A textbook is not a course

Blog post of August 9, 2011.

CoreDogs is a good textbook. But by itself, it isn't enough for a good course. Two things are missing: exploration, and groupiness.

There's much to like about CoreDogs. An outcome focus, deep learning, the gnarly feedback system. It's good at helping individuals learn standardized concepts and skills with Web tech.

You could run a course just with the CoreDogs text. The course would be adequate. Most students would develop skills at some level.

But two things (at least) would be missing.

Exploration

Students can branch out, working on stuff that interests them, with CoreDogs' skills as a base. The eMe exercises do this to some extent, but the ends are still defined.

Exploration is a mini-internship. An internship gives experience with the Real World. That's different from Course World.

  • In Course World, students build artifacts, like Web sites. The artifacts' functionality is secondary, since the goal is learning. In the Real World, functionality is the goal.
  • Course World exercises have clear boundaries. The procedures to create a solution are known (they're in the course). Not so for the Real World.

Groupiness

Another thing CoreDogs lacks is groupiness. One aspect of this is working with other students on group projects. This helps students learn group skills, like coordination.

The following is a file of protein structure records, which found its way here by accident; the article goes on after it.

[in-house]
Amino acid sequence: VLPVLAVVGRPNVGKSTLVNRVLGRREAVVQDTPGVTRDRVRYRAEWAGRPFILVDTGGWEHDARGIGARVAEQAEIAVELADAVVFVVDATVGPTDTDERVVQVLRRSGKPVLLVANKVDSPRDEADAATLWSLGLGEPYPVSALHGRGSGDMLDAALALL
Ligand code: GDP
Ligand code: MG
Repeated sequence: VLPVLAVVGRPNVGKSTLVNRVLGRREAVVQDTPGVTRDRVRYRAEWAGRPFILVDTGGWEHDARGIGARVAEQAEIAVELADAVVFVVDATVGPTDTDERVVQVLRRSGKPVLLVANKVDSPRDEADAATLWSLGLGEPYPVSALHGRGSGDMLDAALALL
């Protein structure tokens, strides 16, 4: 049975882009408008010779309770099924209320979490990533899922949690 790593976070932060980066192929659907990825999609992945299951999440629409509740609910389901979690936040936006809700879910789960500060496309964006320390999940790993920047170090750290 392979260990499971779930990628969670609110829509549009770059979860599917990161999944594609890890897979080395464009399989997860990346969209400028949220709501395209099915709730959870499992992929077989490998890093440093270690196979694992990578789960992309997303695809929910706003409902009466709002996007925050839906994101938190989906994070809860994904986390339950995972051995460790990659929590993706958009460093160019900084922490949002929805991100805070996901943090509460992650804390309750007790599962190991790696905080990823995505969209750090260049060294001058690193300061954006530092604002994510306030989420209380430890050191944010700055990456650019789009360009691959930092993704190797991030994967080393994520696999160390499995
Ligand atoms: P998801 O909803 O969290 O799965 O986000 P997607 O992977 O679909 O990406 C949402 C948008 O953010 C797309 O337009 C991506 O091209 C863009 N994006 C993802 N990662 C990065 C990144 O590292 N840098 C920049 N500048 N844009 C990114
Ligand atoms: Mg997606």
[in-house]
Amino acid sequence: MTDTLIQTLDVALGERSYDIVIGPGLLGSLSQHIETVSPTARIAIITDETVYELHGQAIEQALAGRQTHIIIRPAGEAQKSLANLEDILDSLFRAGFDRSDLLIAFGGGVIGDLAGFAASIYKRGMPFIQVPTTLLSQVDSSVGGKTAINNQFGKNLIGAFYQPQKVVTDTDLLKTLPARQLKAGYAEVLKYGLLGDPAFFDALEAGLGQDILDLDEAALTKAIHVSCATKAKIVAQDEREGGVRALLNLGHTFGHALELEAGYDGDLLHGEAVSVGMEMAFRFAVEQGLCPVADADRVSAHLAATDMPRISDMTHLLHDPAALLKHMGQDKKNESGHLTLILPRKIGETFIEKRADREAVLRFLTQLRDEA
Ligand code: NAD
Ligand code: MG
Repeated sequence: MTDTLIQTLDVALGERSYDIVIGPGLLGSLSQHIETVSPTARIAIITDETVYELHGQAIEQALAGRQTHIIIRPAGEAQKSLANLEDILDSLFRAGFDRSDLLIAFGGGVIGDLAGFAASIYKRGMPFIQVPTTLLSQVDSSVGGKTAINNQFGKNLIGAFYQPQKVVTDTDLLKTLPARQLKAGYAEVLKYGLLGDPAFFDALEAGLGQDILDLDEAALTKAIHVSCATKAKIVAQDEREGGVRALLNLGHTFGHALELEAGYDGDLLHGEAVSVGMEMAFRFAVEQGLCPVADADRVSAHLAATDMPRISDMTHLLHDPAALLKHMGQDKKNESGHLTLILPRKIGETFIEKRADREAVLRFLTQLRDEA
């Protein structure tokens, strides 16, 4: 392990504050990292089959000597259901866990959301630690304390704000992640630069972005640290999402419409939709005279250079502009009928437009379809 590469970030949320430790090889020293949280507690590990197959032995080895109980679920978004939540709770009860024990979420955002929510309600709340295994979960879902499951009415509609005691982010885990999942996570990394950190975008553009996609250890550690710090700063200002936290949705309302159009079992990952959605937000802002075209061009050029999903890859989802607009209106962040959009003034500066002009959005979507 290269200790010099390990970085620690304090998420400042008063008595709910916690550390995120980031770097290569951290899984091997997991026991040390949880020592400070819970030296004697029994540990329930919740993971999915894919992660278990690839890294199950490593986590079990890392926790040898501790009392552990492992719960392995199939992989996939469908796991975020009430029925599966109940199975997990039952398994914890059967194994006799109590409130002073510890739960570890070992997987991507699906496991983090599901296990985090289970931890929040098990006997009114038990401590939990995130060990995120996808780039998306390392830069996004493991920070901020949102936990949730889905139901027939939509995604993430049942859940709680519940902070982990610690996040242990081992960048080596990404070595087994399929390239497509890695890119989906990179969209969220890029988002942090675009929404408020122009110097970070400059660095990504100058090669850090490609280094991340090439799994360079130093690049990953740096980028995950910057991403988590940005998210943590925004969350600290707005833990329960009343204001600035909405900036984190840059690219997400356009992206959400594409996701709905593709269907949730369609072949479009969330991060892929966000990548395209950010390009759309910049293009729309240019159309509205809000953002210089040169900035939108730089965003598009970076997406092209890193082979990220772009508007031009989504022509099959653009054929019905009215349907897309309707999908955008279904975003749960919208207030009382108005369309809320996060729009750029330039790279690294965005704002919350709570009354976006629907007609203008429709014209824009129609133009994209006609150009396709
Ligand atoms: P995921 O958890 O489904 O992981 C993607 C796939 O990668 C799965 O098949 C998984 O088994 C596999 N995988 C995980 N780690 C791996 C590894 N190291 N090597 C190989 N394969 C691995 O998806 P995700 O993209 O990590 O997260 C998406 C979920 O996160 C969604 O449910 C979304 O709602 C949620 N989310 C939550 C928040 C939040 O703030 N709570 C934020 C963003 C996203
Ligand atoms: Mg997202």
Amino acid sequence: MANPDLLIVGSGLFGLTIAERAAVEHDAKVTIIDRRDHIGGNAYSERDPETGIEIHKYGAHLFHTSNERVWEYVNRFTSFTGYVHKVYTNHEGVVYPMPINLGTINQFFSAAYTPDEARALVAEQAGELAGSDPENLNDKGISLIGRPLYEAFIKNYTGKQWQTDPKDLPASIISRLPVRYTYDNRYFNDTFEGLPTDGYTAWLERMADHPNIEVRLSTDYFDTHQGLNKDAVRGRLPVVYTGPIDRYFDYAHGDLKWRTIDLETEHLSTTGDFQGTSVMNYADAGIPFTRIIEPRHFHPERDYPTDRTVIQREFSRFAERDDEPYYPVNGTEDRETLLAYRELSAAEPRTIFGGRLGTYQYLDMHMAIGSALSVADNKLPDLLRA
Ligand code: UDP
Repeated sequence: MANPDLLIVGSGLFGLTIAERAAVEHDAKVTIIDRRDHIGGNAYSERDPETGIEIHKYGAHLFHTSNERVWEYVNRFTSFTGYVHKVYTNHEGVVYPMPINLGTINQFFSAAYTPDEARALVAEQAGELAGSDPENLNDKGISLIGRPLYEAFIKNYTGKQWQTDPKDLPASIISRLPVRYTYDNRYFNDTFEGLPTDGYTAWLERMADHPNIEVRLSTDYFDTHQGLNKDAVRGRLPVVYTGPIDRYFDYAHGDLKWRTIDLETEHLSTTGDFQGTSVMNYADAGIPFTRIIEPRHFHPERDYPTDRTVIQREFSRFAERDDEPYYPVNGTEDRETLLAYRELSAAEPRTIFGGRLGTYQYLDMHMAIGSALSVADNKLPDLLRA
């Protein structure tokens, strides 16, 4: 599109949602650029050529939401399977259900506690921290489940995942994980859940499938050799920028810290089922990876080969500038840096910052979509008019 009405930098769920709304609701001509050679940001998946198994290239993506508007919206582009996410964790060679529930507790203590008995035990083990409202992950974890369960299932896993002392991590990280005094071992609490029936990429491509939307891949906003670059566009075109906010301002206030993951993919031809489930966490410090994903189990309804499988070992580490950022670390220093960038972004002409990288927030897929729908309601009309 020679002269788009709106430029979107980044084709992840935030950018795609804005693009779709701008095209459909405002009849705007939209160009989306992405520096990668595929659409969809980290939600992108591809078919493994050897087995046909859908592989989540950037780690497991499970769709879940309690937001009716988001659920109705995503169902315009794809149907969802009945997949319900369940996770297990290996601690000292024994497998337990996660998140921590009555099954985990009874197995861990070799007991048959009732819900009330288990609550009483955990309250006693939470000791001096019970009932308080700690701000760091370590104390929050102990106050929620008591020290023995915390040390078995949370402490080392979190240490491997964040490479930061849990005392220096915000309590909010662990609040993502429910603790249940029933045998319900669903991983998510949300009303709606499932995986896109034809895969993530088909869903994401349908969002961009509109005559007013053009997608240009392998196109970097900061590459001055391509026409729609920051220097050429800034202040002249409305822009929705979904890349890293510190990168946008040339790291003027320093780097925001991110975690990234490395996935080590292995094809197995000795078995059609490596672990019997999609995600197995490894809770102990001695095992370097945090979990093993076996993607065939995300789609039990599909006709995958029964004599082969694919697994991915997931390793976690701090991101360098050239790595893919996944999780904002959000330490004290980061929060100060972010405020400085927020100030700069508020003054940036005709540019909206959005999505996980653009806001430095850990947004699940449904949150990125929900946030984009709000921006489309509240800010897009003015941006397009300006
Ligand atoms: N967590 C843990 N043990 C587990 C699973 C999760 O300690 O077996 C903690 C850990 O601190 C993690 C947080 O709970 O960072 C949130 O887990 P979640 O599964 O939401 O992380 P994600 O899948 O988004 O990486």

Another aspect of groupiness is learning how to get help. This is particularly important when you're exploring. In Course World, if you need help, you ask the instructor, or another student. Those humans might not be there when you're exploring.

But there are still "groups," in the sense that there are larger communities. For example, if you have a Drupal problem, there's a big community of Drupalists you can ask.

You might argue, "Learning groupiness is not a goal of a course on Web tech." You'd be right, in a strict sense. Two things to consider:

  • Students can help each other learn concepts that are part of a Web tech course. For example, one student can explain to another how slide shows work.
  • Groupiness is important when doing Web tech in the Real World. At a stretch, you could see groupiness as part of deep learning.

Should exploration and groupiness be in CoreDogs?

I'm not sure. If CoreDogs supported these things, then it would be more attractive to instructors. More of a plug-and-play package.

But groupiness in particular is something that people already have their own tools for, like Facebook. Tools like Google Docs do collaborative editing and such better than I ever could.

One approach is to make CoreDogs interface with Facebook and other tools. For example, you could make an annotation on a CoreDogs page, and it would be sent to a Google+ circle for your group project.

Disclosure: I suck at groupiness. I've always been a lone wolf (more like a lone lab, actually). This is not a good thing, and something I should work to change.

I don't know what I should do here. But I do know that a good course is more than a good textbook.

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